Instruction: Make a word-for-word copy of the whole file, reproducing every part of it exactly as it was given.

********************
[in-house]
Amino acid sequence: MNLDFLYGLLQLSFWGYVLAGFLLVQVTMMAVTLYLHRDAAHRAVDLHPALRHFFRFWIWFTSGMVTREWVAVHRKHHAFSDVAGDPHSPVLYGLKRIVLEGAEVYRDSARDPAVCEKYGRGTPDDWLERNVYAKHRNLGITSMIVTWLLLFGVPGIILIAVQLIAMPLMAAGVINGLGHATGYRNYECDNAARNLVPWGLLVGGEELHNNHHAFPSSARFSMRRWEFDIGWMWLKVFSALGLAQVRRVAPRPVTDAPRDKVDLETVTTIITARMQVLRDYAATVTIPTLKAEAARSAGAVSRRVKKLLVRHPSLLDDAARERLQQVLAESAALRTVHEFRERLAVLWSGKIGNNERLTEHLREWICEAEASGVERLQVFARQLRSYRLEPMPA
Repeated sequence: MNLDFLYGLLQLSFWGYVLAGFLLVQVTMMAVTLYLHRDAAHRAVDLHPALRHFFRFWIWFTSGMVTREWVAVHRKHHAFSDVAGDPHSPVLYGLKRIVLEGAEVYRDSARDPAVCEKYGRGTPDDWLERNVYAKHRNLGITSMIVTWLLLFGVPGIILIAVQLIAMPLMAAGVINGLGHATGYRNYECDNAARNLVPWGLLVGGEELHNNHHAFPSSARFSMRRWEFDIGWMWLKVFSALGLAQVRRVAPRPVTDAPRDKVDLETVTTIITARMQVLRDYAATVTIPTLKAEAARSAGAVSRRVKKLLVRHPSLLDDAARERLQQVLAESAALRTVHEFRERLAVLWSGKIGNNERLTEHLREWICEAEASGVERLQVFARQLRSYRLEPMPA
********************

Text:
[in-house]
Amino acid sequence: MNLDFLYGLLQLSFWGYVLAGFLLVQVTMMAVTLYLHRDAAHRAVDLHPALRHFFRFWIWFTSGMVTREWVAVHRKHHAFSDVAGDPHSPVLYGLKRIVLEGAEVYRDSARDPAVCEKYGRGTPDDWLERNVYAKHRNLGITSMIVTWLLLFGVPGIILIAVQLIAMPLMAAGVINGLGHATGYRNYECDNAARNLVPWGLLVGGEELHNNHHAFPSSARFSMRRWEFDIGWMWLKVFSALGLAQVRRVAPRPVTDAPRDKVDLETVTTIITARMQVLRDYAATVTIPTLKAEAARSAGAVSRRVKKLLVRHPSLLDDAARERLQQVLAESAALRTVHEFRERLAVLWSGKIGNNERLTEHLREWICEAEASGVERLQVFARQLRSYRLEPMPA
Repeated sequence: MNLDFLYGLLQLSFWGYVLAGFLLVQVTMMAVTLYLHRDAAHRAVDLHPALRHFFRFWIWFTSGMVTREWVAVHRKHHAFSDVAGDPHSPVLYGLKRIVLEGAEVYRDSARDPAVCEKYGRGTPDDWLERNVYAKHRNLGITSMIVTWLLLFGVPGIILIAVQLIAMPLMAAGVINGLGHATGYRNYECDNAARNLVPWGLLVGGEELHNNHHAFPSSARFSMRRWEFDIGWMWLKVFSALGLAQVRRVAPRPVTDAPRDKVDLETVTTIITARMQVLRDYAATVTIPTLKAEAARSAGAVSRRVKKLLVRHPSLLDDAARERLQQVLAESAALRTVHEFRERLAVLWSGKIGNNERLTEHLREWICEAEASGVERLQVFARQLRSYRLEPMPA